John and Leslie Malone provided the transformational lead gift of $42.5 million to establish the research institute, prompted by their interest in the regenerative power of stem-cell therapies for horses and humans. The Malones raise world-class dressage horses and Thoroughbred racehorses; they became intrigued by the concept of the Translational Medicine Institute after their horses at Harmony Sporthorses near Denver were successfully treated with orthopaedic procedures developed by McIlwraith and his CSU colleagues.

John Malone said that he and his wife are fortunate to have the opportunity to support efforts such as the new research institute. “This one, for us, really checked all the boxes: horses, education and research,” he said. He added relentlessness, stem cells, and orthopedics to that mix.

“As you get older, you appreciate stem cells and orthopedics, both in your horses and in your neck, in my case,” he said.

Malone described CSU as a practical, pragmatic place where researchers produce real-world results. He also hailed the man for whom the building is named, Dr. C. Wayne McIlwraith. “If you could extract the source of Wayne’s energy and drive and put it in a bottle, that is an entrepreneurship I’d invest in,” he said.

Meeting McIlwraith and working with him has been one of the highlights of this effort, Malone added.

Adding to the Malones’ gift, Princess Abigail K. Kawananakoa of Hawaii, a direct descendant of the Hawaiian royal family and celebrated breeder of racing American Quarter Horses, donated the institute’s naming gift of $20 million.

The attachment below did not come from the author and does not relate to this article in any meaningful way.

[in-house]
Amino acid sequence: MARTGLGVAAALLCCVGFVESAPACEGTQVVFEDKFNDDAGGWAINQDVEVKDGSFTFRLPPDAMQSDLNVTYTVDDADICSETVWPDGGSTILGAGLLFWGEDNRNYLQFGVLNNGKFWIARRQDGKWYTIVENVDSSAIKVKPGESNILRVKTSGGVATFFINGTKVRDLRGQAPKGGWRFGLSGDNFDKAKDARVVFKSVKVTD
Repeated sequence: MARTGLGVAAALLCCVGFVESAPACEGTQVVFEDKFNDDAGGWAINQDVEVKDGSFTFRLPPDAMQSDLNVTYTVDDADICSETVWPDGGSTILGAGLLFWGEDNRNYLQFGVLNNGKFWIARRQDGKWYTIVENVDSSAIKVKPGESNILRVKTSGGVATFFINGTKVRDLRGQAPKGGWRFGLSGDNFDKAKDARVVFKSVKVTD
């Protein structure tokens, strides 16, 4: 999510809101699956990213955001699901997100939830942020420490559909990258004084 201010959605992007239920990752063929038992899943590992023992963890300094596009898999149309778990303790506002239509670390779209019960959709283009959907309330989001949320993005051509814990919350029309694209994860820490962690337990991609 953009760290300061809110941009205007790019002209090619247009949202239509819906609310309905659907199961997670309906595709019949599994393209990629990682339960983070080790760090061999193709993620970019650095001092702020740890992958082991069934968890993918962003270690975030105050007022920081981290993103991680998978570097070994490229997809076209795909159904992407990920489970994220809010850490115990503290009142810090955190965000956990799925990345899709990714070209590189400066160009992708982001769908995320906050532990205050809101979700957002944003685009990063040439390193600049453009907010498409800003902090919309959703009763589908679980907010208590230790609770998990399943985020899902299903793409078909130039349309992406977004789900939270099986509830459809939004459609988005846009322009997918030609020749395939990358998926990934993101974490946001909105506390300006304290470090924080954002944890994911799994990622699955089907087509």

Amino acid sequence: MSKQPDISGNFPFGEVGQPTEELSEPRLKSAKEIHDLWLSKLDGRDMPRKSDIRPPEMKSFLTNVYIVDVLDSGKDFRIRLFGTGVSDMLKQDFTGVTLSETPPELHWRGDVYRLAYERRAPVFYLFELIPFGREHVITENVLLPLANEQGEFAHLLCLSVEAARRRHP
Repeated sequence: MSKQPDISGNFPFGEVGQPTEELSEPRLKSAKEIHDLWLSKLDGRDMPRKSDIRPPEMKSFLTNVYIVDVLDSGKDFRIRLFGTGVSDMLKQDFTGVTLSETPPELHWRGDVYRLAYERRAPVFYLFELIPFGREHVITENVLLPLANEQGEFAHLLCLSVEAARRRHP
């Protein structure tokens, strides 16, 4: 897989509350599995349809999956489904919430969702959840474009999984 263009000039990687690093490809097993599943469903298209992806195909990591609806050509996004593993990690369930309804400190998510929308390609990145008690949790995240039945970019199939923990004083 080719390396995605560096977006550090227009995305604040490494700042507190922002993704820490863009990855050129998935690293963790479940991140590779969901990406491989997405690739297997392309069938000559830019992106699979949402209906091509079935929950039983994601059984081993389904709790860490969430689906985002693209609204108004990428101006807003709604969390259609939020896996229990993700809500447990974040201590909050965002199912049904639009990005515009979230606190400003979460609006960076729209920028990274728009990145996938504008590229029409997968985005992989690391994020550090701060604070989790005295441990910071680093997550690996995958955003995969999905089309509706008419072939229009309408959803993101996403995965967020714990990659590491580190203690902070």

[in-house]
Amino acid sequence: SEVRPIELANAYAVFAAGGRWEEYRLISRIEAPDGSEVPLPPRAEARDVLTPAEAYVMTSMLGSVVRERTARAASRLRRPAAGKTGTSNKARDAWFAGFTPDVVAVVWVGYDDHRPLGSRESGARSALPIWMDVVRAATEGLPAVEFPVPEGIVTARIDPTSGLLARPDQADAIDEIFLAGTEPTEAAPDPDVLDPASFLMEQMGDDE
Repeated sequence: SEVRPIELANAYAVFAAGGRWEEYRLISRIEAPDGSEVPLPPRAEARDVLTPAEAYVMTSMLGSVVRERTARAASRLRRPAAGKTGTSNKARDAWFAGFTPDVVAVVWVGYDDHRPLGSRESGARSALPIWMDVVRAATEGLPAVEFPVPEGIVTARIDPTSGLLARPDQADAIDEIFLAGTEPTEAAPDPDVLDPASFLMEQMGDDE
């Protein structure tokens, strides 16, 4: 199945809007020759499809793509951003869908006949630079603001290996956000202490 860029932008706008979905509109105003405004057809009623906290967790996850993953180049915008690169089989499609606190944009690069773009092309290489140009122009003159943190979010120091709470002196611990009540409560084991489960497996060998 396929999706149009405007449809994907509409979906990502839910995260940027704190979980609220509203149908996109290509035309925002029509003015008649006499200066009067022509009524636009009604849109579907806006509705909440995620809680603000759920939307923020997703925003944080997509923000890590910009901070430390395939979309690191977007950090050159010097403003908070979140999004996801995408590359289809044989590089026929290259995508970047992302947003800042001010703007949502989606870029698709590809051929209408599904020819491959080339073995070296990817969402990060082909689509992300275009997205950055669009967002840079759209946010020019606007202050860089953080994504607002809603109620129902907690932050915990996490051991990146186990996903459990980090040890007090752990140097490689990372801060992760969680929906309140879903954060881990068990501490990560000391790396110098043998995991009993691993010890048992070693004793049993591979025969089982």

McIlwraith has contributed to the success of Princess Abigail’s stable by supporting the orthopaedic health of her racehorses, inspiring her to give generously and to ask that the new facility be named for her longtime friend and colleague.

In his remarks, McIlwraith relayed his heartfelt thanks to the donors and acknowledged them as terrific philanthropists and visionaries.

“Thank you, John and Leslie, for the tremendous gift and partnering in this venture,” he said. “It’s really exciting. Aloha, Abigail. I’m sorry you can’t be with us. Mahalo.”

The renowned surgeon said the idea for the institute was an “evolutionary step” beyond the work being conducted at the Orthopaedic Research Center, and will expand the mission and research focuses to cut a wider swath.

He is still getting used to the idea of having his name on the building.

“It’s an incredible honor,” he said, choking up a bit with emotion. “The thing that’s touched me the most is all the people who’ve commented that it’s deserved or appropriate or they agree with it. It’s humbling. I wasn’t looking for a legacy, but I obviously have a fantastic one.”

University officials estimate that the C. Wayne McIlwraith Translational Medicine Institute will open its doors in late fall 2018.

CSU’s College of Veterinary Medicine and Biomedical Sciences, home base for the new institute, has a long tradition of creating new knowledge in veterinary medicine that also benefits human health; its achievements in canine cancer and equine orthopaedics are compelling examples.